Manual Voltage Generator

I found a touch tone phone keypad module at an electronics store a couple months ago. I figured I’d think of something to do with it eventually. Well, I thought of something pretty soon. A few years ago I went to a synthesizer show and one of the synths that someone brought was a huge old EML synthesizer. One of the modules was called a Manual Voltage Generator. I thought it was extremely simple and extremely brilliant. It was sort of like a sequencer module, where each sequencer step has a knob you can turn to tune that note, and when the sequencer gets to that step, the note you chose gets played. The difference with this module is that instead of playing the dialed in notes, there is a button for each of them. It’s sort of an infinitely customizable music keyboard.

My variation is that I’m only going to have one knob for dialing in the notes. So you choose which key you want to change the pitch on, press it, and while you’re pressing it, you turn the pitch dial. After you let go, you can press that button at any point in order to play that pitch. The brilliant thing about this is that if I have a few notes that I want to play in a row, I can set buttons 1-3 to whichever pitches I want, and then play them back any time I want. If I have three sections in a song that have different pitches, I can play through a column or row of these buttons.

It seems like the easiest way to do the electronics is with a Teensy or Arduino, and since that’s way too much horsepower for that task, I added a few other controls in order to use this as a sequencer using the same saved notes. The dials that I will be using on the left have built in buttons, so secondary features will be hidden behind button presses. There’s also a completely hidden feature: pressing both dial buttons and then pressing one of the keypad buttons will change the sequence length. i.e., if I press both dials in at the same time and then press the number 8, I now have an 8 step sequencer. The Mode button by itself will cycle between different types of sequences as well as the manual control mode, but you can also hold down the Mode button and press a number if you know which mode you want.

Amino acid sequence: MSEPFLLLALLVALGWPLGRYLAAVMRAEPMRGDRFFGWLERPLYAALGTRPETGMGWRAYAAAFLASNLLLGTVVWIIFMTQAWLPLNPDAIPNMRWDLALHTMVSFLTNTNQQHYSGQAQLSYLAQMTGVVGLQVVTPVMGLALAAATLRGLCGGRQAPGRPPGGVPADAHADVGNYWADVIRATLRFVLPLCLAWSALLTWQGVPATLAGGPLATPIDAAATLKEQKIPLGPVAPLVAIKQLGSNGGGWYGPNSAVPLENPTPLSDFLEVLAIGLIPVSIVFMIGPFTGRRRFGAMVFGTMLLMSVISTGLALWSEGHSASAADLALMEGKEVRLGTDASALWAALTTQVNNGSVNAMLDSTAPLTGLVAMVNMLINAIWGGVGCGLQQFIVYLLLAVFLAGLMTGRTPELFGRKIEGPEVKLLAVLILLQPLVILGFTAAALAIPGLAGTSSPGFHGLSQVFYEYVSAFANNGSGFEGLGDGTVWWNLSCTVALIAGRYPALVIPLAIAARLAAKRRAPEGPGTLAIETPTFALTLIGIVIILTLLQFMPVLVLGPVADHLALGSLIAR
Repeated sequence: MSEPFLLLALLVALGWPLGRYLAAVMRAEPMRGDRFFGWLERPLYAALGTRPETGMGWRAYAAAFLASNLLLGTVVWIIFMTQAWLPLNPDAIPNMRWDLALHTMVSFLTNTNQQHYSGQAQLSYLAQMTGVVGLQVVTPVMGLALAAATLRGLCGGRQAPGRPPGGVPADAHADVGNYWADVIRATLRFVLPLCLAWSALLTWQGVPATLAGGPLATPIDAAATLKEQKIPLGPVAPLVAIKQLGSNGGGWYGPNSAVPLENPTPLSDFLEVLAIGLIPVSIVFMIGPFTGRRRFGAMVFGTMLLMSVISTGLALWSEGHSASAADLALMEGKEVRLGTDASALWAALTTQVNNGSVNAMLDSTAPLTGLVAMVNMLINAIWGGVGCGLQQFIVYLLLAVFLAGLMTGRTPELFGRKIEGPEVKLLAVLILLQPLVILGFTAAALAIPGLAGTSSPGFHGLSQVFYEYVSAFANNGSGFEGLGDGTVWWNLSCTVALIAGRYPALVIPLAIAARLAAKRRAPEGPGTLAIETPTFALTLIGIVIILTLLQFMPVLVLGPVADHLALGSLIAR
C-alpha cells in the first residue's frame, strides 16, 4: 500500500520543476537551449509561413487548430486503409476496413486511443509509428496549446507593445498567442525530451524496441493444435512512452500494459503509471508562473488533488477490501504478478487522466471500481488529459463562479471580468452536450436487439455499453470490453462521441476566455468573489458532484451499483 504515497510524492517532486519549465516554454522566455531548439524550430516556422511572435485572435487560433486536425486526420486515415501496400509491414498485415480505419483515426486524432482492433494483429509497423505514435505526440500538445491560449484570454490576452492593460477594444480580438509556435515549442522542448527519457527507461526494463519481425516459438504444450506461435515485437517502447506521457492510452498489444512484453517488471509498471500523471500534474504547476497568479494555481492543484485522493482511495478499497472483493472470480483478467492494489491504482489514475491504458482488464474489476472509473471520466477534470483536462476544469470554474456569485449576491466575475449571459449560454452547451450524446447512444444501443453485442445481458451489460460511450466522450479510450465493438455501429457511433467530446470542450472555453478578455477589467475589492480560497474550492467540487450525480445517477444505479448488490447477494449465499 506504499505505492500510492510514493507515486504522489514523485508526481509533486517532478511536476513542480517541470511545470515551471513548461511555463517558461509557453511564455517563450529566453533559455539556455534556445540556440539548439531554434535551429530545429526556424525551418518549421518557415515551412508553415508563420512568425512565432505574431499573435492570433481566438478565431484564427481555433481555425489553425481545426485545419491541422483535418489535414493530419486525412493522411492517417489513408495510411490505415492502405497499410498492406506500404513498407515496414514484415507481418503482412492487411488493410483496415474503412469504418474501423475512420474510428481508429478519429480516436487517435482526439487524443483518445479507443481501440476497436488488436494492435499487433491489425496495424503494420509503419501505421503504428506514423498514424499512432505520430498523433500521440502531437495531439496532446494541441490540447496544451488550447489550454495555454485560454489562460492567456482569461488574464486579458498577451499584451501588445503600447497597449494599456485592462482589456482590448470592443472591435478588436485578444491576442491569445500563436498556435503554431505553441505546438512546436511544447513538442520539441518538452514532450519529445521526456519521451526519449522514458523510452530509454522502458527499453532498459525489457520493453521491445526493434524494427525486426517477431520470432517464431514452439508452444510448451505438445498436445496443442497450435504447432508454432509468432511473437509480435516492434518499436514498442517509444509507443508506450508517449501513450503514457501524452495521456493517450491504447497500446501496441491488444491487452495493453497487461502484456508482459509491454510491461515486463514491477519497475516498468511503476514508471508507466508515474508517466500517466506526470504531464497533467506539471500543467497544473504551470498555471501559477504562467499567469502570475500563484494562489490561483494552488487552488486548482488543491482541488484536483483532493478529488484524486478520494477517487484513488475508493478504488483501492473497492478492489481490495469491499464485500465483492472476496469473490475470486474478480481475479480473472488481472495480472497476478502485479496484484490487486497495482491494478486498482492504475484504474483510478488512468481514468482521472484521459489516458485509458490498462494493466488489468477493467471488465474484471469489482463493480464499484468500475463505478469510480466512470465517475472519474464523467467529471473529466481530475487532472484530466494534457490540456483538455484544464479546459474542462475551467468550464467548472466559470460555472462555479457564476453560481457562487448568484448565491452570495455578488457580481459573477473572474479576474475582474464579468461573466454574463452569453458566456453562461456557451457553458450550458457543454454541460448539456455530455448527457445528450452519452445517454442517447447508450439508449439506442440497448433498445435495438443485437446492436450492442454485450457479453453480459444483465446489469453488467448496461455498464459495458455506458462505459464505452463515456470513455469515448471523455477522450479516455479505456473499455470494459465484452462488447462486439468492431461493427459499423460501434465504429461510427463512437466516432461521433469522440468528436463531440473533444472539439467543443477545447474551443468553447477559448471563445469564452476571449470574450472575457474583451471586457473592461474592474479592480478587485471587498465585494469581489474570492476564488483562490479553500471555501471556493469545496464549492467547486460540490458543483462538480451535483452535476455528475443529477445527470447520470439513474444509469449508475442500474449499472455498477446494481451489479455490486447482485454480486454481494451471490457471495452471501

The panel I designed partially in Front Panel Designer, partially because I found a template for some standard Eurorack sizes. Once I got the panel finished in Front Panel Designer, there is an option to see how much it would cost to have made. You can input various materials and see how much your font choices make the price differ. My first try would have been $60 for an aluminum panel cnc cut and paint filling the text and lines. $15 of that was filling in the paint. Instead, I then exported the files to .svg, which Inkscape can take in perfectly.

I edited things a little further and printed out a test on paper and cut out the button holes with an xacto blade so that I could test to see if the buttons were going to fit or not. After a few iterations, I got to something that looked like it would work. I sent a copy to a local place called Metrix. I’ve used the laser cutter for wood there previously and had good results and wanted to try my luck with having some acrylic sheet laser cut for this project. It turned out great and fits the buttons well. When I got the panel home, before stripping the protective paper off of the acrylic, I just shot some caution yellow spray paint at the panel. I then removed the paper and washed off the extraneous color and let it dry. Once that was done, I started playing with the buttons and realized I had forgotten to add holes to hold the buttons to the panel. I held the buttons to the panel with a bunch of rubber bands, marked through the holes with a marking pen, drilled the holes, and then mounted the panel into the rack to see a bit of what it will look like when it’s completed. I hadn’t decided previously, but I think I will also drill 12 holes for some tiny LEDs in order to show which step the sequencer is on, as well as to give some more interactivity when you press the buttons.

Now I’ve got to build some brains for this panel as well as mount the controls when they arrive. If I do the LEDs, I’ll have to mark up the back and then go downstairs to use the drill press to make the holes accurate.